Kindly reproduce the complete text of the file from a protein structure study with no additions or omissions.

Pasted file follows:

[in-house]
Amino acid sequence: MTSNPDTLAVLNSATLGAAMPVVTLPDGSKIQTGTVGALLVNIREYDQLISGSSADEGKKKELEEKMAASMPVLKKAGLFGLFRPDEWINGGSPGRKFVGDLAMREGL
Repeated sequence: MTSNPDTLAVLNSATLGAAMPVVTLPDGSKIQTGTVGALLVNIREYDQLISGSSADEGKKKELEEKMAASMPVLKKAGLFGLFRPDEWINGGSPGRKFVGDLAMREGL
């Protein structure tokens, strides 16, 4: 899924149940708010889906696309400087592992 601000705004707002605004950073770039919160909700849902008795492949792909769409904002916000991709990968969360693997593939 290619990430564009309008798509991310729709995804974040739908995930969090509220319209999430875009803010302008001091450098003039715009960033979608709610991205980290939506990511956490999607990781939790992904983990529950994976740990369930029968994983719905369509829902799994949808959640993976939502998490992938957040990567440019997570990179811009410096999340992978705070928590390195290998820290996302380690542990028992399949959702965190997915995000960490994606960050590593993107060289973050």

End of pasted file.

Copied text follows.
[in-house]
Amino acid sequence: MTSNPDTLAVLNSATLGAAMPVVTLPDGSKIQTGTVGALLVNIREYDQLISGSSADEGKKKELEEKMAASMPVLKKAGLFGLFRPDEWINGGSPGRKFVGDLAMREGL
Repeated sequence: MTSNPDTLAVLNSATLGAAMPVVTLPDGSKIQTGTVGALLVNIREYDQLISGSSADEGKKKELEEKMAASMPVLKKAGLFGLFRPDEWINGGSPGRKFVGDLAMREGL
């Protein structure tokens, strides 16, 4: 899924149940708010889906696309400087592992 601000705004707002605004950073770039919160909700849902008795492949792909769409904002916000991709990968969360693997593939 290619990430564009309008798509991310729709995804974040739908995930969090509220319209999430875009803010302008001091450098003039715009960033979608709610991205980290939506990511956490999607990781939790992904983990529950994976740990369930029968994983719905369509829902799994949808959640993976939502998490992938957040990567440019997570990179811009410096999340992978705070928590390195290998820290996302380690542990028992399949959702965190997915995000960490994606960050590593993107060289973050």